9. Please, please, please! Go see an estate planning attorney who specializes in real property acquisition/purchases. There may be bad tax or end-of-life-care issues surrounding home ownership for both you and your mother, and it WILL impact future generations who want to live in the home.
    Go into it with your eyes open, and really consider things like Medicaid, long term disability or nursing home planning for your mom. Things like estate taxes and pension distributions could also be affected.
    You will save money and peace of mind in the long run if you make the small investment toward a family estate planning scheme. In my geographical area, planning like this runs between $1000 and $3000.

  10. My husband and I bought a home with my parents. We did buy a home where we could specifically have two completely seperate living spaces, and for the most part it has been great! I personally never thought home ownership was for me, and part of the reason was because I wouldn’t be able to afford to live in the historic or downtown neighborhoods I love. Going in together meant I could. It also means shared maintenance and when I travel someone is always there.
    The Bad: We needed to have clearly laid out boundaries such as no “motherly” comments lol. We also chose the basement suite, but peoples perception is that we mooch off my parents ( everything is actually 50/50). Also, sometimes it is like living in a condo like when I wanted a large dog but they were all “no more animals on the property”… we had to compromise.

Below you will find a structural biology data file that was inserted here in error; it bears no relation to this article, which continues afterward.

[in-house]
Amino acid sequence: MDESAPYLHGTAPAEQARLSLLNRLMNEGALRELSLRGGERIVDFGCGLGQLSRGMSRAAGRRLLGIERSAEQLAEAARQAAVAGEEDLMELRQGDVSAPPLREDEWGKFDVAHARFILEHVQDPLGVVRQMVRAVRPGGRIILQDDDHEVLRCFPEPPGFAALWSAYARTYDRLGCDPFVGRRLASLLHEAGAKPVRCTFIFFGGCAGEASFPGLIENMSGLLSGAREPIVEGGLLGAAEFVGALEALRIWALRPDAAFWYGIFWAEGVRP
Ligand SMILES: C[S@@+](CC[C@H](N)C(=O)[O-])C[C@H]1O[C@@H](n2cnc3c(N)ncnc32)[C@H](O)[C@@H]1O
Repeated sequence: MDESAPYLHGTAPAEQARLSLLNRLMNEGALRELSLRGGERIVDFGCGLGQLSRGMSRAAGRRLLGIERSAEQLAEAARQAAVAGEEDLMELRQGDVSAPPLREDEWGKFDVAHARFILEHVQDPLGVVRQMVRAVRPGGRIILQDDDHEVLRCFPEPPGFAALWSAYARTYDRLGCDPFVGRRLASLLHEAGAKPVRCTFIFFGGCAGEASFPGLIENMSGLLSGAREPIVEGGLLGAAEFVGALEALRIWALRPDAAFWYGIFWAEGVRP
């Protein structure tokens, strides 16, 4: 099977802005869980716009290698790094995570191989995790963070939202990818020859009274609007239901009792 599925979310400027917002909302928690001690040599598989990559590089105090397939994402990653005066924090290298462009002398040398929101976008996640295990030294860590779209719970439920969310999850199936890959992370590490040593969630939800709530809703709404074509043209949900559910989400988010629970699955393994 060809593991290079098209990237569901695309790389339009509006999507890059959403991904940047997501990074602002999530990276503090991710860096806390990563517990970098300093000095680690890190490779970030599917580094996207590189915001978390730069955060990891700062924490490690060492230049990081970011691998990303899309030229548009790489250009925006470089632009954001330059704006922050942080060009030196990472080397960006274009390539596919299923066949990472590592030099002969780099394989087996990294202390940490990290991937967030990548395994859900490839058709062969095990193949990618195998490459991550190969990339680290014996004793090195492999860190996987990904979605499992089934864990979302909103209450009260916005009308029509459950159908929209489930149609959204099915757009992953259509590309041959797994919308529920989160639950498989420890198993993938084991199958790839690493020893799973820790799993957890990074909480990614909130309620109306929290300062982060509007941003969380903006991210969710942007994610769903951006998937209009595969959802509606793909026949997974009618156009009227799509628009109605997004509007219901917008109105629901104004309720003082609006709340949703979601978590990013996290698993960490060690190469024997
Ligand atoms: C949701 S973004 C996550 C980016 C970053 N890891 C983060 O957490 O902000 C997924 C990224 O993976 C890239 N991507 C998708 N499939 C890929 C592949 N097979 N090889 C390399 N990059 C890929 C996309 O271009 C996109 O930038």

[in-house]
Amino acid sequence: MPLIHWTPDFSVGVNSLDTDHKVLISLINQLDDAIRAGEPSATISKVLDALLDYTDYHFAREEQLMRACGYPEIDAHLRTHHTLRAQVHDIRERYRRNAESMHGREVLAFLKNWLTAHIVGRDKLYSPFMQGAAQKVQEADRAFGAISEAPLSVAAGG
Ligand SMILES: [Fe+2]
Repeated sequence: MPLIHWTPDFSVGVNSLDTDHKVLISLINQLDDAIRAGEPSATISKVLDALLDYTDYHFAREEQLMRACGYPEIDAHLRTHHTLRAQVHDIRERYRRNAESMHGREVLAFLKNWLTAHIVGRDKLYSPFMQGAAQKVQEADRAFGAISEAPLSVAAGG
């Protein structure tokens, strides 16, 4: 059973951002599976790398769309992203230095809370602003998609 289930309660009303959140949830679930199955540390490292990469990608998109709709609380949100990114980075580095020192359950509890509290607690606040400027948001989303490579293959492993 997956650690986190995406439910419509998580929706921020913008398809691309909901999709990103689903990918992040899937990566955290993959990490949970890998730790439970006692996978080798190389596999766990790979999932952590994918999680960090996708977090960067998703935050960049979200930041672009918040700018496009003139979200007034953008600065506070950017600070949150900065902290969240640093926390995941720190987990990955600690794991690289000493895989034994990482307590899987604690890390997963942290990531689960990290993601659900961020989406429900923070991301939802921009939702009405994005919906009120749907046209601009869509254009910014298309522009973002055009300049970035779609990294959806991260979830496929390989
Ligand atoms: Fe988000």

Would I do it over again? Definately!

  11. I grew up with my grandma in the house (we lived in the basement of the house my grandfather had built until it became too small, and then we all moved into the house my parents currently live in when I was about 2). She’d help out by watching my brothers and I during the day when our parents weren’t home, and by paying”rent,” which was really just money for groceries. We eventually had to place her in a home, because her Alzheimer’s had caused a few scary experiences for the family (like when she accidentally filled the house with gas and when she fell down the stairs coming to open the door for my little brother and I), so it was better to put her somewhere that she could be safe and taken care of during the day. But I really liked growing up with my grandma there. I was a really shy kid, so even though I didn’t have a lot of friends, I had my grandma there to talk to me and teach me stuff. I was really close to her, so when she passed away a few years ago, I was really devastated. I’m happy that I have a lot of memories of spending time with her, though, like climbing in bed with her when I had bad dreams, because my little brother wouldn’t let me in my mom’s bed if he was there. 🙂

    I think this could be a really great idea for your family, especially if you have a good relationship with your mom. I think it would be great for your kids to grow up with their grandmother there.